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An Introduction to the Bible

New Testament

New Testament Themes
The Gospels
More on the Gospels
Acts of the Apostles
Letters of Paul
Letters: Peter, John, Other


Walk through the New Testament

A brief overview of the New Testament


What is the structure of the New Testament?

The New Testament consists of 26 books, which can be broken down into a number of different categories – such as the Gospels and the Letters.

The Gospels 

The Acts  of the Apostles

The Letters - of Paul 

                      of Peter

                      of John

Other letters

The Book of Revelation

New Testament Themes

What Themes run through the New Testament ?

There are many themes which run through the New Testament, too many to mention here but here are a few:-

  • Discipleship and Service
  • Love
  • Salvation
  • The body of Christ
  • Gifts of the Spirit
  • Church discipline and doctrine
  • God’s Grace
  • Cross and Resurrection

Many of the themes are linked to people, places and actions. Reading the New Testament stories helps us understand God’s love for us through Jesus.

The Gospels

The first four books of the New Testament are collectively known as the Gospels. They are best understood as four ‘portraits’ of Jesus, seen from many different angles and drawing on various sources. Each Gospel has its own distinctive character, which need to be appreciated. 

The Gospel of Matthew

The Gospel of Mark

The Gospel of Luke

The Gospel of John

The English word ‘gospel’ comes from an Old English word ‘godspel’, meaning ‘good news’, used to translate the Greek word ‘evangelion’ .It refers to the events focussed on Jesus, which are seen as being ‘good news for the world’. The Gospel writers were not biographers, or historians, but it mattered to each of them to put across what Jesus’ ministry was all about. Therefore, each person who reads or hears the Gospels can interpret them in their own personal way.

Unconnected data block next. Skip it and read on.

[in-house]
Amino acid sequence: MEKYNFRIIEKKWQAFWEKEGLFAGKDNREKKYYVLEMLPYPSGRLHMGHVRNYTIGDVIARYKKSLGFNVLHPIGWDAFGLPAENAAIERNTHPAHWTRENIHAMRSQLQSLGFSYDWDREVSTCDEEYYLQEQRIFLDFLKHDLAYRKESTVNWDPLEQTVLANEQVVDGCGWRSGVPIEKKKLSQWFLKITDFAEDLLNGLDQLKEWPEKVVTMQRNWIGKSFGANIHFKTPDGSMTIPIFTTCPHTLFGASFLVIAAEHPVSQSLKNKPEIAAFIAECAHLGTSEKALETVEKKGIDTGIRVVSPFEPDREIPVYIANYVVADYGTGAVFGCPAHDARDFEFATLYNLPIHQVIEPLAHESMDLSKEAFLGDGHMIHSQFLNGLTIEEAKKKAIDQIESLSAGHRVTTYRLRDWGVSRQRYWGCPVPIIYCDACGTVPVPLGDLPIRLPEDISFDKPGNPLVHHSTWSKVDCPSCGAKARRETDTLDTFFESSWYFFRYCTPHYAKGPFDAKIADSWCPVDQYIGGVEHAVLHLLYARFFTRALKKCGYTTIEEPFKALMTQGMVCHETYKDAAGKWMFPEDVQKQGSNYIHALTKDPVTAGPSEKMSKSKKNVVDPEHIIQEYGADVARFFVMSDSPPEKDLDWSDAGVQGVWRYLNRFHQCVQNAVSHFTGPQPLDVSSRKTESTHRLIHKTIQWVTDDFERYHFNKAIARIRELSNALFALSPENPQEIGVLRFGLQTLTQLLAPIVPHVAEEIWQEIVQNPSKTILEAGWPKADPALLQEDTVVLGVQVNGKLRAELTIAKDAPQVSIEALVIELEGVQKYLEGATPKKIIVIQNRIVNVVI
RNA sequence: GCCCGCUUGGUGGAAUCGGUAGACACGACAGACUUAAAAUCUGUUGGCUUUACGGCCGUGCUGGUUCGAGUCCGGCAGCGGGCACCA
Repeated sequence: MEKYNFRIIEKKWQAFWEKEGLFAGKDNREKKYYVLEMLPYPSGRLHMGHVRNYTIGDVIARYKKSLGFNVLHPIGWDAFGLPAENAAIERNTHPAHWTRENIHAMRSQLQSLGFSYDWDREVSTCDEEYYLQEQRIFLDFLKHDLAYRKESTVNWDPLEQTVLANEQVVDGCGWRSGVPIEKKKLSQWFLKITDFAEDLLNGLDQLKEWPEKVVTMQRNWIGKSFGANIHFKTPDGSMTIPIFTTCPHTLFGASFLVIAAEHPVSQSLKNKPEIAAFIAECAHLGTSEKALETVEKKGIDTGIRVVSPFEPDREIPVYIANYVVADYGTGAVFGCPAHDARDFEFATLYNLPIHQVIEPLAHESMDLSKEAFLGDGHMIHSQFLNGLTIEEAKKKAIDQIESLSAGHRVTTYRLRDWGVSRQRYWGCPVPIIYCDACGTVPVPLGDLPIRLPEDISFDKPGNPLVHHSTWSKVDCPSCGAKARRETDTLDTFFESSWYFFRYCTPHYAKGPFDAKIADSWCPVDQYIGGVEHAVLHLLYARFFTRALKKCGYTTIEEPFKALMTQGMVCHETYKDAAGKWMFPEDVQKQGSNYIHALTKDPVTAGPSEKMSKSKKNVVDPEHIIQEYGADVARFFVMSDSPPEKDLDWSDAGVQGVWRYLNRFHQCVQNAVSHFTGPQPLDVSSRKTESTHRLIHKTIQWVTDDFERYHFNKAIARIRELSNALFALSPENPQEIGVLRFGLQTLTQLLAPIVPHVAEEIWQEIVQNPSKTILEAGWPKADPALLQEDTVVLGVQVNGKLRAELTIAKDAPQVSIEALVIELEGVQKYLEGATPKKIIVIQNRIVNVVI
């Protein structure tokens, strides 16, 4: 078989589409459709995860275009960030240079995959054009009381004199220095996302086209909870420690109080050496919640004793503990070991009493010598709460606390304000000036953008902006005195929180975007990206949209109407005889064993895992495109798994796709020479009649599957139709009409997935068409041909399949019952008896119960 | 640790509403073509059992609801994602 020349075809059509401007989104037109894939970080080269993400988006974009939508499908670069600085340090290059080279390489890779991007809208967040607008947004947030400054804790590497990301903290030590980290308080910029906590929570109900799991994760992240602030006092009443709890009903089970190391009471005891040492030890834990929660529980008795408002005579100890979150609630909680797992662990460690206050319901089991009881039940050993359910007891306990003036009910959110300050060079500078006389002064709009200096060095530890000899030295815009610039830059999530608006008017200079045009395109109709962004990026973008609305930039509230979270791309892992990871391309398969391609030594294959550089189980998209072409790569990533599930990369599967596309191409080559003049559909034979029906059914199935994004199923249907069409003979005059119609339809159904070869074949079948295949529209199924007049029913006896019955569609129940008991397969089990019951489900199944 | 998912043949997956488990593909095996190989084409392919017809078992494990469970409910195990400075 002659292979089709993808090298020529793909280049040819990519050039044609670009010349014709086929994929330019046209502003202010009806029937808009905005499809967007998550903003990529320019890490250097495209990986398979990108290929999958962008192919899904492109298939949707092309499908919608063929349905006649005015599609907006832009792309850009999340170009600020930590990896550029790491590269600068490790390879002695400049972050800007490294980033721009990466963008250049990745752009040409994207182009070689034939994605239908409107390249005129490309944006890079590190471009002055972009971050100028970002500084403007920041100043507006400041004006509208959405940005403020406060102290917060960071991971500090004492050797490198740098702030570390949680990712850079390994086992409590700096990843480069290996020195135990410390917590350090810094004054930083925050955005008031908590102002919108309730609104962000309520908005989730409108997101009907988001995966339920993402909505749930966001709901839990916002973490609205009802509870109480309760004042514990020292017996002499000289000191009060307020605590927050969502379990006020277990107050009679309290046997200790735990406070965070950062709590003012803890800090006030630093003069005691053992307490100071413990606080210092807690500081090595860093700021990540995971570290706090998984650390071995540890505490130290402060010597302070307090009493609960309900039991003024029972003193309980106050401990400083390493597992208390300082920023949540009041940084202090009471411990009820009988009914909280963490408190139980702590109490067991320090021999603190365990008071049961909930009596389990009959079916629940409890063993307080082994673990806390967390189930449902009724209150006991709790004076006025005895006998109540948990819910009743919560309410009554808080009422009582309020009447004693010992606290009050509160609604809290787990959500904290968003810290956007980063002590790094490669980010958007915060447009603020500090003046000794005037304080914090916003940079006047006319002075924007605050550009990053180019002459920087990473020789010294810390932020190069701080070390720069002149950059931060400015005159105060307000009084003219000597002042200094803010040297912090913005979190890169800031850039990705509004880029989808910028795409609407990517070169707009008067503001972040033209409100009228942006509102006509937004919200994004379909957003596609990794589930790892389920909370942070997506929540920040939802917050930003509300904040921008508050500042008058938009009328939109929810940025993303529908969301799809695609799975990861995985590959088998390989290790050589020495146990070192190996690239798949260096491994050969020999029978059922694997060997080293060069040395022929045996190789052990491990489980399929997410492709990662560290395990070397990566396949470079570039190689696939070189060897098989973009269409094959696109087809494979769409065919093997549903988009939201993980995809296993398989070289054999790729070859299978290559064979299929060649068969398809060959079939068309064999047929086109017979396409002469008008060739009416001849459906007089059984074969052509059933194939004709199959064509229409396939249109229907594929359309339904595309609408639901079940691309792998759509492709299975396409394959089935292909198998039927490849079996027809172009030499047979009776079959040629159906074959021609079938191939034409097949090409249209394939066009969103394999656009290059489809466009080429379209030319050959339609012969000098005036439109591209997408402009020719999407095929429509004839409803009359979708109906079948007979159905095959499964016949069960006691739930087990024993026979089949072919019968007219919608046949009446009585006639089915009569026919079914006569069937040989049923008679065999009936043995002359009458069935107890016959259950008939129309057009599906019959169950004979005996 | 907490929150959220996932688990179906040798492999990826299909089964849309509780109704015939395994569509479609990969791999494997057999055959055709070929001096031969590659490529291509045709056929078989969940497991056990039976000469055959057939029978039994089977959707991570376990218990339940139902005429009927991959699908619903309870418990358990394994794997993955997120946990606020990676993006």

Matthew’s gospel is perhaps the most Jewish of the gospels, showing a particular interest in the relation of Jesus to the Jewish nation and people, its laws and institutions. Matthew regards Jesus as the fulfilment of the Old Testament prophecies that is being a direct descendant of David. Mathew also states how Jesus does not come to ‘abolish the Old Testament law or prophets, but to bring them to their proper fulfilment’ (Matthew 5: 1-17). It is not clear when Matthew was written but most probably in the 70’s AD.


Mark’s Gospel is regarded as the first of the gospels to be written down, possibly early AD 60’s. The gospel is thought to have been written in Rome and drawing extensively on the memories of Peter. This is a very dramatic gospel with a sense of urgency, focussing on the deeds of Jesus, rather than his teachings.

It is widely thought that Mark’s gospel was available as a ‘source’ to both Matthew and Luke as many of the parables and stories written in Mark are in the other two gospels.


Luke’s Gospel is actually part of a two -part work, the second being the Acts of the Apostles. Taken together they constitute the largest piece of writing on the New Testament. Luke’s Gospel is clearly written with the interests and needs of the non- Jewish readers in mind, with special concern given to the poor, oppressed and needy. Many stories include women, healing miracles, with an emphasis on hospitality and reconciliation. It is believed that Luke may have been a Gentile with a medical background, therefore aware of injustices in society. It is not clear when Luke’s gospel was written, but scholars believe it was at a  similar time to Matthew, AD 70s.